General Dynamics NASSCO has begun construction of the second Expeditionary Base Mobile ship for the U.S. Navy. When completed, the ship will be 784 feet long, with a 52,000 square-foot flight deck. The ship will be equipped with fuel and equipment storage, repair spaces, mission planning spaces, and magazines. It will be able to accommodate up to 250 personnel, and support MH-60 and MH-53 helicopters, with an upgrade to support MV-22 tilt rotor aircraft.

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16 octobre 2015 5 16 /10 /octobre /2015 11:20
A U.S. Air Force transport fires counter-measures to infrared missiles. Photo: U.S. Air Force/Senior Master Sgt. Ray Lloyd.

A U.S. Air Force transport fires counter-measures to infrared missiles. Photo: U.S. Air Force/Senior Master Sgt. Ray Lloyd.

 

DULLES, Va., Oct. 14 By Richard Tomkins (UPI)

 

A new pyrotechnic system to help protect aircraft from infrared missiles has been ordered by the U.S. Air Force.

 

A low-rate initial production contract has been issued to Orbital ATK by the U.S. Air Force for a pyrotechnic missile counter-measure system for aircraft. The new spectrally matched aircraft counter-measure, MJU-73/B, imitates the heat signature of an aircraft to lure infrared missiles away from the aircraft. The Air Force will use the system as part of a suite of protective measures on its special operations aircraft. Orbital ATK, which developed the system using its own funds, will use it as the technology baseline for several other counter-measure development efforts.

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16 octobre 2015 5 16 /10 /octobre /2015 07:20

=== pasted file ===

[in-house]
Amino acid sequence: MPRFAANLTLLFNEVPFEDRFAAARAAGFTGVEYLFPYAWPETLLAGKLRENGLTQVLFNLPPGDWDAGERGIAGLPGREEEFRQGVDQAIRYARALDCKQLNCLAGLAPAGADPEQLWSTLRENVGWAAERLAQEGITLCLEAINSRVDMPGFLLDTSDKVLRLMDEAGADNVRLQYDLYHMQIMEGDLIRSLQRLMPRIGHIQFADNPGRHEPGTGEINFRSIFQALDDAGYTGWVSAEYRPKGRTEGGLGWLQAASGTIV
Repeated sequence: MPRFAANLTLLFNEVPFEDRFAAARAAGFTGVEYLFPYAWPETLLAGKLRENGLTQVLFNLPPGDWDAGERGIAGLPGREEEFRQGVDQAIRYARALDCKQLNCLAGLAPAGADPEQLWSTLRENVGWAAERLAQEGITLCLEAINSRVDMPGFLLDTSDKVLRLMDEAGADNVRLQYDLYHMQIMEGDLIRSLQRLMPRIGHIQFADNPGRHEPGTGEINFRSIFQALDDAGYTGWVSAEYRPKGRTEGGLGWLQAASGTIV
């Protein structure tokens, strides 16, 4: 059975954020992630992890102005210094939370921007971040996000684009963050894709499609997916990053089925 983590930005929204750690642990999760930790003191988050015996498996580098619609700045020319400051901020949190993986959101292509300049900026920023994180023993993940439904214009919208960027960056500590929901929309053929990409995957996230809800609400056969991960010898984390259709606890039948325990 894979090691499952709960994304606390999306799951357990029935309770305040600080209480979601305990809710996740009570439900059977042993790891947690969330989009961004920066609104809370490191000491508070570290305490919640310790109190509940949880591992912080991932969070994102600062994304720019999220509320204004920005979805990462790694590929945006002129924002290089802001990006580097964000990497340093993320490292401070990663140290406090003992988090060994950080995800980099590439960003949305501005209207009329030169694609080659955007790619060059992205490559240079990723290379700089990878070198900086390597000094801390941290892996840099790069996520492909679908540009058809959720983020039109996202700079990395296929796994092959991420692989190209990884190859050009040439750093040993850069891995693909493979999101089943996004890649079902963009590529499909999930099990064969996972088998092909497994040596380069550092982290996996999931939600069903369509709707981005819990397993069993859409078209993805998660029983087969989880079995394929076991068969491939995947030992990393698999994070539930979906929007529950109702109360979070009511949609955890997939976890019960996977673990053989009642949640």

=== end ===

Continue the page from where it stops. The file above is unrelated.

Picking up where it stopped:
Boeing’s MOP bomb approaching second phase of redesign

MOP enhancements are tested against specially created underground test bunkers at White Sands Missile Range in New Mexico. This image is of a test conducted in 2009. - Defense Threat Reduction Agency

 

15 October, 2015 by James Drew – FG

 

Washington DC  - Boeing can expect a sole-source contract for redesign, qualification and testing of the US Air Force’s largest non-nuclear penetrating bomb, the 13.6t GBU-57 Massive Ordnance Penetrator (MOP).

 

A redacted notice published by the air force this week says Boeing is being put on contract for the second phase of a classified MOP modification programme, called Enhanced Threat Reduction IV. The specialised weapon began development in 2004 and was never intended for serial production. Instead, GBU-57 is built in small quantities by Boeing through the air force’s direct attack office at Eglin Air Force Base in Florida. MOP is specifically designed to destroy deeply buried bunkers, and the components are continually modified as those targets, such as Iran’s underground nuclear sites, dig deeper or are reinforced against US weapons.